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NASA leverages Goldfire to improve access to critical data across many locations, departments and engineers

National Aeronautics and Space Administration (NASA) research centers and test facilities create hundreds of millions of documents and reports every year. By implementing a platform for technical knowledge discovery, the agency has gained quick access to relevant information and reduced time spent researching specific project data results from days to hours.

Meaningful Text Here


  • Hundreds of millions of documents, reports, and project data spread across multiple locations and departments
  • Poor visibility to engineering data sources
  • When in doubt, engineers used Google for research


IHS Product Design with IHS Goldfire®


  • Time spent researching specific project data reduced to hours versus days
  • Quick access to contextually relevant results
  • Ability to leverage enterprise-wide data, information, and lessons learned

NASA Accesses Data Across Many Locations, Departments

During any given year, hundreds of millions of different documents, reports, project data, lessons learned, scientific research, and IT logs are created and accessed by NASA’s nationwide research centers and test facilities. Growing in terms of variety, velocity, volume, and value, the data is largely unstructured and difficult to locate and share among the government agency’s many different departments.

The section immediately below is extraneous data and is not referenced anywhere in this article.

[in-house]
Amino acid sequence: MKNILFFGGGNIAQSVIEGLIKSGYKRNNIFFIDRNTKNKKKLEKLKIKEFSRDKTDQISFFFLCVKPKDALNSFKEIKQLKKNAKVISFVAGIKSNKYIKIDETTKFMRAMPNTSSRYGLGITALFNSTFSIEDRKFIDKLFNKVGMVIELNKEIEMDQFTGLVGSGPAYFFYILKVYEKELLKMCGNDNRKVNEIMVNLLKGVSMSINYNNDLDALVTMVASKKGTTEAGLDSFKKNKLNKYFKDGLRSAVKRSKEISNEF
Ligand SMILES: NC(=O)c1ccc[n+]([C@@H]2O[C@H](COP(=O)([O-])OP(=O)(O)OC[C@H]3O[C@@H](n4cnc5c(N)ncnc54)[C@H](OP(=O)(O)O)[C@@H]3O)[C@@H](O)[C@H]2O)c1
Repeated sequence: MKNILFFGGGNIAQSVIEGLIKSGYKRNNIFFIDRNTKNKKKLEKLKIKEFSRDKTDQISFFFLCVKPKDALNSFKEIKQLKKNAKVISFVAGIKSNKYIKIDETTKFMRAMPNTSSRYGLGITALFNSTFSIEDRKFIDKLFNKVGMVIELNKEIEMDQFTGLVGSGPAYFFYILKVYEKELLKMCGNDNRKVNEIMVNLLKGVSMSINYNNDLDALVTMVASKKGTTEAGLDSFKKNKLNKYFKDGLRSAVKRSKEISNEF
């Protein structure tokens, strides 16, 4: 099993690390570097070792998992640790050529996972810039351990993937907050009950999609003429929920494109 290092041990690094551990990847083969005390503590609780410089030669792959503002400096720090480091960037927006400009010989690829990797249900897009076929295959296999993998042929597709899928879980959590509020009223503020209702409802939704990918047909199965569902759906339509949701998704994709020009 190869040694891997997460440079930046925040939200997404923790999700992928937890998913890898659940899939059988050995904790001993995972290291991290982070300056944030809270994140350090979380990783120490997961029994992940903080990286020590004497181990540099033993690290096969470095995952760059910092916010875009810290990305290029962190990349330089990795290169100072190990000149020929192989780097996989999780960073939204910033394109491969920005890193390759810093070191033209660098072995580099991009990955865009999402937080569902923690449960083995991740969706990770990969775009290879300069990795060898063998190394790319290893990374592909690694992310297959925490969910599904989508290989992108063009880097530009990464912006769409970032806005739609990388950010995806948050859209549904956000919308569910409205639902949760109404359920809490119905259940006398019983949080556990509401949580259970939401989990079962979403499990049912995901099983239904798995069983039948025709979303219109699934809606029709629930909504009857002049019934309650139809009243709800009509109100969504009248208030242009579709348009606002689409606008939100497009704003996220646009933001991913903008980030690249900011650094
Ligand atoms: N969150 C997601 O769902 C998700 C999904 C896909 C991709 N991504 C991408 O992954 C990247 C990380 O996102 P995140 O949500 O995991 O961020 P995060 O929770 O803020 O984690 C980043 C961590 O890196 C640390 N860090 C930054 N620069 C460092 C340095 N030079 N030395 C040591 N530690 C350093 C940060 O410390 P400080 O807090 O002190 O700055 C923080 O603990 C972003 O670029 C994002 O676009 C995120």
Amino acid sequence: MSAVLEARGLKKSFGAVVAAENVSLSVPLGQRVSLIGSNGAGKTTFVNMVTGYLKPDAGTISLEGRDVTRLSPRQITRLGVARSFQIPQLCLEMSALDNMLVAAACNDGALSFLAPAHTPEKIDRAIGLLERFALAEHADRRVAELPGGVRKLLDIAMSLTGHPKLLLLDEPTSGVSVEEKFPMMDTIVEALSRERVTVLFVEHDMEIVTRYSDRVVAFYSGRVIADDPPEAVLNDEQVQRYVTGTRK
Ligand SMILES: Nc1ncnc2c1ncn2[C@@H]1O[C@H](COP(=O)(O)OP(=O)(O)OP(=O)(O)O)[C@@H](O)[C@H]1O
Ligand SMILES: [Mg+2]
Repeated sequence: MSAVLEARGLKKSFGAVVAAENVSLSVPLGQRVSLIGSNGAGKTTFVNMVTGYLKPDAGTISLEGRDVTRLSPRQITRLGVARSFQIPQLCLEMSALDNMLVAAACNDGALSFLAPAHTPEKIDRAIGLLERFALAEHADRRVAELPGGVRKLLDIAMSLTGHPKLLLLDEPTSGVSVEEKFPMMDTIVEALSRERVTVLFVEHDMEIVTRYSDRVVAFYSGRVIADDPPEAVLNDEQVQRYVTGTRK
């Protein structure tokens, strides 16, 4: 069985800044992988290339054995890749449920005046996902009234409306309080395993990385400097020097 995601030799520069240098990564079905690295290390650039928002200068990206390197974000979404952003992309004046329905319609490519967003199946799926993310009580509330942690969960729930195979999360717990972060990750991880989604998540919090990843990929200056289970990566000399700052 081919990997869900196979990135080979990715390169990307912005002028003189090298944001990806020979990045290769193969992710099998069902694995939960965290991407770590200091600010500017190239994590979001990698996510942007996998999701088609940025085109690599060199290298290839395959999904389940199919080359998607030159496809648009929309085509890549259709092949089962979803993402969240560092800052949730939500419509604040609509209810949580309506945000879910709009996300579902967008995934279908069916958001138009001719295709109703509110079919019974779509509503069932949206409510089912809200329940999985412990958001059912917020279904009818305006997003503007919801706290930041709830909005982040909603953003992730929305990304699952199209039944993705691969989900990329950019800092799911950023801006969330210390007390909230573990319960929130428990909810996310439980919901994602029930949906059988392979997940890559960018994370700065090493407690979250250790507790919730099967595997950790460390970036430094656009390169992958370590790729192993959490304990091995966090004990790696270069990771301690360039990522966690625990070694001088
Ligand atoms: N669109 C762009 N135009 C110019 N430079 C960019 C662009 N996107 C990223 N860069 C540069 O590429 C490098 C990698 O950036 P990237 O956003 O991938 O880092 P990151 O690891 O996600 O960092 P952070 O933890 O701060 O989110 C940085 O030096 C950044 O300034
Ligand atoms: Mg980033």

Improving Identification and Prioritization of Data

Limited visibility of organization-wide data is an ongoing hurdle for NASA, which runs multiple research centers, test facilities, flight centers and institutes in the US.

“We are losing vast amounts of critical data,” said David Meza, Chief Knowledge Architect at NASA Johnson Space Center. In many cases, this data loss pushed engineers to use Google as a primary research tool – a fallback that leads to even deeper challenges for the government agency.

“Like many other search engines, Google parses out keywords and phrases. If a page isn’t ranked high, Google won’t even return it as a result,” Meza explained. “We needed a better way.” To improve identification and prioritization of its data across various repositories, uses, and interactions, NASA reviewed an array of technologies and solutions on the market including semantic search, faceted search, computational and cognitive systems, natural language queries and more to get a good understanding of how NASA data worked with those different search methods.

In the end, NASA turned to IHS Goldfire, the platform for technical knowledge discovery and problem solving, as it best met NASA’s requirements for semantic search, clustering of topics, faceting, the ability to save searches, and the ability to create automated alerts around save queries. In addition, IHS Goldfire gave NASA engineers and researchers the ability to search specific repositories. This was critical because up to 80% of the time NASA personnel knew where information resided, but it was hidden within millions of documents and thus not readily available to them.